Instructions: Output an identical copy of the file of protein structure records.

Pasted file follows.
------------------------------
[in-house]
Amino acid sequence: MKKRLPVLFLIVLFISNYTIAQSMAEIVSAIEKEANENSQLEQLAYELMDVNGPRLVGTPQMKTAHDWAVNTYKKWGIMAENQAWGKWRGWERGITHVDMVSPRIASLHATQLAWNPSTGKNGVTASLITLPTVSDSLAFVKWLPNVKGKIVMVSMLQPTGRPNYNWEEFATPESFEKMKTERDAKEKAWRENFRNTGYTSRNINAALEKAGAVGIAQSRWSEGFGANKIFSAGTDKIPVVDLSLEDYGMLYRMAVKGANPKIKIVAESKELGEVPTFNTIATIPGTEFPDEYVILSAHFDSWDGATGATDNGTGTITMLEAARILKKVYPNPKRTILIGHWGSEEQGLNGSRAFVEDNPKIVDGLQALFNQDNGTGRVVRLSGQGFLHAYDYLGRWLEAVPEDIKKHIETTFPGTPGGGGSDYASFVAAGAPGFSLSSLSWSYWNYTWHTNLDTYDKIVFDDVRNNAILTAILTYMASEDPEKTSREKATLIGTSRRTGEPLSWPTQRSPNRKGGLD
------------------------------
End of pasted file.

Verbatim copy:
[in-house]
Amino acid sequence: MKKRLPVLFLIVLFISNYTIAQSMAEIVSAIEKEANENSQLEQLAYELMDVNGPRLVGTPQMKTAHDWAVNTYKKWGIMAENQAWGKWRGWERGITHVDMVSPRIASLHATQLAWNPSTGKNGVTASLITLPTVSDSLAFVKWLPNVKGKIVMVSMLQPTGRPNYNWEEFATPESFEKMKTERDAKEKAWRENFRNTGYTSRNINAALEKAGAVGIAQSRWSEGFGANKIFSAGTDKIPVVDLSLEDYGMLYRMAVKGANPKIKIVAESKELGEVPTFNTIATIPGTEFPDEYVILSAHFDSWDGATGATDNGTGTITMLEAARILKKVYPNPKRTILIGHWGSEEQGLNGSRAFVEDNPKIVDGLQALFNQDNGTGRVVRLSGQGFLHAYDYLGRWLEAVPEDIKKHIETTFPGTPGGGGSDYASFVAAGAPGFSLSSLSWSYWNYTWHTNLDTYDKIVFDDVRNNAILTAILTYMASEDPEKTSREKATLIGTSRRTGEPLSWPTQRSPNRKGGLD